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How to conduct a critical analysis of indicators

How to conduct a critical analysis of indicators?

Learn what critical analysis of indicators is and the key aspects you should consider during the analysis.

Critical analysis of indicators is essential to maintain the integrity of the quality management system and ensure improvements. However, the analysis process can raise many questions, and many professionals struggle to carry it out.

Without a thorough analysis of indicators, it is very difficult to understand the direction the organization is taking and whether its strategy is truly being executed. In such cases, it is common for the desired results to not be achieved, and the organization may struggle to make truly effective decisions to change this situation.

Therefore, in today’s article, we will explain how to conduct a critical analysis of an indicator and what aspects to consider. It should be noted that there are many contexts, and what is mentioned here needs to be adapted to best serve your company’s objectives.


What is critical analysis of indicators?

In summary, critical analysis of indicators is the meticulous and reflective process of understanding the organization’s performance. It involves a systematic approach to examining the validity, reliability, and usefulness of the indicators used.

The critical analysis of an indicator needs to go through various stages and take into account the results of that indicator over time and the context in which it is used. It is common to confuse the analysis of the indicator’s results with the critical analysis of the indicator itself.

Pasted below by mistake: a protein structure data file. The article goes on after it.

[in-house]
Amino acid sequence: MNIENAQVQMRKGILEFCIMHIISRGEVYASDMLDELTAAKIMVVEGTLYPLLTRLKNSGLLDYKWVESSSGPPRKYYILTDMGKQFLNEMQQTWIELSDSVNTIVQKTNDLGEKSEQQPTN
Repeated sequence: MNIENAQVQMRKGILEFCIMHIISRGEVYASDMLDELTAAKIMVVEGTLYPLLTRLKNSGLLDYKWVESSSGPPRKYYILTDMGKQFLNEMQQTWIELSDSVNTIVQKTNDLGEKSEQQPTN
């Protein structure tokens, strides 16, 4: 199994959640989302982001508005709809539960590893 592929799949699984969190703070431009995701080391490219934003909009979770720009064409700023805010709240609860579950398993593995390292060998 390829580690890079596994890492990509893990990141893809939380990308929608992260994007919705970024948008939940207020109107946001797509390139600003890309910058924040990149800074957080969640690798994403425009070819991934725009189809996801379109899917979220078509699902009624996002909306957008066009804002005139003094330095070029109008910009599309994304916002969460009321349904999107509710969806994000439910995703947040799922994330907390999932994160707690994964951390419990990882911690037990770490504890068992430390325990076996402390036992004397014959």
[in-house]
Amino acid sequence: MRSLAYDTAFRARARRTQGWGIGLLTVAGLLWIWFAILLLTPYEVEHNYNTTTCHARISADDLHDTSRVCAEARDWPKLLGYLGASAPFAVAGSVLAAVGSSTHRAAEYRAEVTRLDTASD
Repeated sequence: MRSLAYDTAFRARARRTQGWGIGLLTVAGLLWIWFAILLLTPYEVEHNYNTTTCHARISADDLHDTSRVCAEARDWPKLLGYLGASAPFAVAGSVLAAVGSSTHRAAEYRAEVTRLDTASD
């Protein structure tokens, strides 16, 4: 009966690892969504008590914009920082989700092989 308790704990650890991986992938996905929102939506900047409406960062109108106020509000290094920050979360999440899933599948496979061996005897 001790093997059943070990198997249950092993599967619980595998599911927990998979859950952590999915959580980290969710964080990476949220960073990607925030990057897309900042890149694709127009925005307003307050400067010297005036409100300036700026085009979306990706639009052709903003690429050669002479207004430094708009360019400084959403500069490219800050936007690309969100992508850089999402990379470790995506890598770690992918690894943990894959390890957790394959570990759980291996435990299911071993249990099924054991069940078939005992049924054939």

The analysis of the results of an indicator aims to understand if the company’s actions meet expectations, bringing the desired results. On the other hand, the critical analysis of the indicator aims to understand if that indicator is still effective in measuring the company’s performance.


How to conduct a critical analysis of an indicator?

Essentially, the critical analysis of an indicator involves understanding its relevance within the organization’s management system. Therefore, it is necessary to establish a connection between this indicator and the most relevant factors of the company.

To do this more efficiently, we can rely on a series of questions that can assist us in the analysis. By way of example, let’s provide some possible questions below and what they can reveal about the indicators. Let’s see:

  • Relevance level: Is the indicator aligned with the company’s strategic objectives?
  • Objectivity level: Is the indicator objective and measurable? Is it possible to obtain precise data and record them for calculation?
  • Action demonstration: Does the indicator provide clear information on what actions can be taken to improve performance?
  • Scope level: Does the indicator cover critical areas of the business? Does it consider all relevant aspects for the company, such as finances, customers, internal processes, and learning and growth?
  • Comparability: Does the indicator allow for comparisons over time or with industry benchmarks? Does it enable the evaluation of performance against established goals?